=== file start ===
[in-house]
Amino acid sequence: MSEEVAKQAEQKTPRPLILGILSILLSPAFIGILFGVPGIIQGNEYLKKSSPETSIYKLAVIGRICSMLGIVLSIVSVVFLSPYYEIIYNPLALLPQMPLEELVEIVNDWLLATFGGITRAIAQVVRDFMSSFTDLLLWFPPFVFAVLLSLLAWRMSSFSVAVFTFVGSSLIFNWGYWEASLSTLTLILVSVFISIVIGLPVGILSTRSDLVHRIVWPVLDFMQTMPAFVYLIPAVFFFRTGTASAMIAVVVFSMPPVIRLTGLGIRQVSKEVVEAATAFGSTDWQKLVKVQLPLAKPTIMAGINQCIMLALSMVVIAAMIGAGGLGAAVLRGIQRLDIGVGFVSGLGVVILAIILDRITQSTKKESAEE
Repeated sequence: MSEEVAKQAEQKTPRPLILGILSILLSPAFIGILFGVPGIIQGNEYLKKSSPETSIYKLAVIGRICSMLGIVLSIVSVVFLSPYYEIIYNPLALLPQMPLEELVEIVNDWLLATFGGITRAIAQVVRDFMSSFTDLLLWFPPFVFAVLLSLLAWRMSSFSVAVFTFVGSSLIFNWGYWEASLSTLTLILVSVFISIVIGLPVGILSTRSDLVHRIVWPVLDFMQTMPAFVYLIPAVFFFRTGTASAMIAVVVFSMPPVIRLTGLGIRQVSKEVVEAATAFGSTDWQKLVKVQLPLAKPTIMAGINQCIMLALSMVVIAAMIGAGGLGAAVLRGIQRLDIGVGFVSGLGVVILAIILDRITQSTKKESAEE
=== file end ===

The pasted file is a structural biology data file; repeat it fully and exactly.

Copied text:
[in-house]
Amino acid sequence: MSEEVAKQAEQKTPRPLILGILSILLSPAFIGILFGVPGIIQGNEYLKKSSPETSIYKLAVIGRICSMLGIVLSIVSVVFLSPYYEIIYNPLALLPQMPLEELVEIVNDWLLATFGGITRAIAQVVRDFMSSFTDLLLWFPPFVFAVLLSLLAWRMSSFSVAVFTFVGSSLIFNWGYWEASLSTLTLILVSVFISIVIGLPVGILSTRSDLVHRIVWPVLDFMQTMPAFVYLIPAVFFFRTGTASAMIAVVVFSMPPVIRLTGLGIRQVSKEVVEAATAFGSTDWQKLVKVQLPLAKPTIMAGINQCIMLALSMVVIAAMIGAGGLGAAVLRGIQRLDIGVGFVSGLGVVILAIILDRITQSTKKESAEE
Repeated sequence: MSEEVAKQAEQKTPRPLILGILSILLSPAFIGILFGVPGIIQGNEYLKKSSPETSIYKLAVIGRICSMLGIVLSIVSVVFLSPYYEIIYNPLALLPQMPLEELVEIVNDWLLATFGGITRAIAQVVRDFMSSFTDLLLWFPPFVFAVLLSLLAWRMSSFSVAVFTFVGSSLIFNWGYWEASLSTLTLILVSVFISIVIGLPVGILSTRSDLVHRIVWPVLDFMQTMPAFVYLIPAVFFFRTGTASAMIAVVVFSMPPVIRLTGLGIRQVSKEVVEAATAFGSTDWQKLVKVQLPLAKPTIMAGINQCIMLALSMVVIAAMIGAGGLGAAVLRGIQRLDIGVGFVSGLGVVILAIILDRITQSTKKESAEE